What is the Jain definition of the term “Ahimsa?”
Of course, ‘Ahimsa’ means non-harming to all living beings. But for Jainism, Ahimsa is as wide as the whole universe. All living beings are protected under the broad definition of Ahimsa. May it be a drop of water, grass blade, insects, birds, all of sea life, animals, human beings, or any beings in between, they all are protected under the Jain principle of ‘Ahimsa’. The wide definition goes far beyond. ‘Ahimsa’ does not stop at physical actions, it extends to thought and speech, to complete the whole ‘AHIMSA’.
The word ‘Ahimsa’ means a harmless way of living, with emphasis on minimizing any possible harm. Take an example from the Jain scriptures. Suppose you are hungry, and you see a tree full of oranges. Hopefully, you would not consider cutting the whole tree for just a few oranges. That would be a gross himsa. But what if you cut only a branch from which you are going to eat the fruits? Naturally, this is better. However, wouldn’t it be preferable to pluck only the oranges, and leave the branch alone? But, it’s still better to look on the ground, and pick the oranges which had already ripened, and fallen there. That is the way of living that Jainism teaches us. That is ‘Ahimsa’, harmlessness.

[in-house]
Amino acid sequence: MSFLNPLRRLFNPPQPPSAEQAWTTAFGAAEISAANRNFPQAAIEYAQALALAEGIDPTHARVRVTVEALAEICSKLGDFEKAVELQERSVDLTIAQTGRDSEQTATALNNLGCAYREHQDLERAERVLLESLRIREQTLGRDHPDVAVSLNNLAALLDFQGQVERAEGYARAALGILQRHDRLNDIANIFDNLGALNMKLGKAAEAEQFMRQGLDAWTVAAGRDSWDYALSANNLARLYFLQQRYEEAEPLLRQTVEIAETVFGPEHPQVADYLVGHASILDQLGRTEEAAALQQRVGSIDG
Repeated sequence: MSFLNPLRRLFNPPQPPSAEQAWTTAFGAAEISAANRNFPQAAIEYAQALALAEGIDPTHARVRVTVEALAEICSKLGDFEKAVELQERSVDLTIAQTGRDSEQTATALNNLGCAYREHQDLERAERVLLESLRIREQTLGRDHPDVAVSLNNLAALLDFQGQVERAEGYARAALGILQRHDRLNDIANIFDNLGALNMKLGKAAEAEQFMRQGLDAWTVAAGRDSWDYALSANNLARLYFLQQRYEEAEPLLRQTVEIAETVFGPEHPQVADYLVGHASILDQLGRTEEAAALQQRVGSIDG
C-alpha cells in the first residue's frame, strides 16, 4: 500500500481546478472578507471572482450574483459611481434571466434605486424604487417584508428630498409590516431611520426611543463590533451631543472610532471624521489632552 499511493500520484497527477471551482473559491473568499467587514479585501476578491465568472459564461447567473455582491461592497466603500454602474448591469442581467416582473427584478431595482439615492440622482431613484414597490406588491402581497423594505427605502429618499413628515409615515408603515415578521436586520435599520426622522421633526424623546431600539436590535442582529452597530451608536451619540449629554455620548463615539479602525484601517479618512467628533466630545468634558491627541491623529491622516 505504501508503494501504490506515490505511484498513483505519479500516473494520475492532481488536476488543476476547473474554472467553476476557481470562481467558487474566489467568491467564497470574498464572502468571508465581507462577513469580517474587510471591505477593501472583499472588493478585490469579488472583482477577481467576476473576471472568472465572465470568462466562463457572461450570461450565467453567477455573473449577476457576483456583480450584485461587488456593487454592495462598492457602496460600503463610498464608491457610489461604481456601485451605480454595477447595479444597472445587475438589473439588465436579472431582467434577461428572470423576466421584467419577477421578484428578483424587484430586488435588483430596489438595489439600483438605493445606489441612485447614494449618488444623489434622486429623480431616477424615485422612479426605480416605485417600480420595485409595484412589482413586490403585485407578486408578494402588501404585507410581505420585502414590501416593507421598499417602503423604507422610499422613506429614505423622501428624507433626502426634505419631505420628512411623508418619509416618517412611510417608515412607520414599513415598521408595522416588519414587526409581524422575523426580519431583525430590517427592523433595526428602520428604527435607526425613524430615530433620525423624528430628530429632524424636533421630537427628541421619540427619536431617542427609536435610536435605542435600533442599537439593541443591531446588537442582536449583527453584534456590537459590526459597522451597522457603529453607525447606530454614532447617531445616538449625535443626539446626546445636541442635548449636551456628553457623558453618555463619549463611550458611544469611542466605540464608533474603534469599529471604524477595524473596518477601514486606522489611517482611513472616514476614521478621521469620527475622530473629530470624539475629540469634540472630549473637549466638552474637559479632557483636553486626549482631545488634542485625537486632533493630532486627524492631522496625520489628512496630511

Just like a human, all living beings whether animals, fish, birds, bugs or plants, etc., have vitality power in variable degrees. This vitality is called Pran in Jain Philosophy. There are altogether ten Prans. One-sensed living beings have four vitalities while five-sensed living beings like humans, animals, birds, and fish have all ten vitalities. These vitalities are:
1) Sparsh‑Indriya Pran: The ability to feel the sensation of touch
2) Ras‑Indriya Pran: The ability to taste
3) Ghran‑Indriya Pran: The ability to smell
4) Chakshu‑Indriya Pran: The ability to see
5) Shravan‑Indriya Pran: The ability to hear
6) Mano‑bal Pran: The ability to think
7) Vachan‑bal Pran: The ability to speak
8) Kaya‑bal Pran: The ability to move the body
9) Shwasoshwas Pran: The ability to inhale and exhale
10) Ayushya Pran: The ability to live
If, at anytime, and for any reason, we hurt any of these vitality either in physical, verbal or mental manner, it is called Pranatipat or Himsa. Opposite of himsa is Ahimsa. Therefore Ahimsa means not to hurt any vitality even in the slightest form of any living creature no matter how trivial that living beings may seem. Jainism goes one step further in defining Ahimsa because it not only includes restraining from hurting anyone by our direct actions, but it also includes that we shall not ask or encourage anyone else (directly or indirectly) to carry out any injurious activity. Therefore, to observe Ahimsa, our individual responsibilities are much more higher and the scope is much more broad than others. The first and foremost vow in Jainism is the vow of Ahimsa — non‑hurting or nonviolence.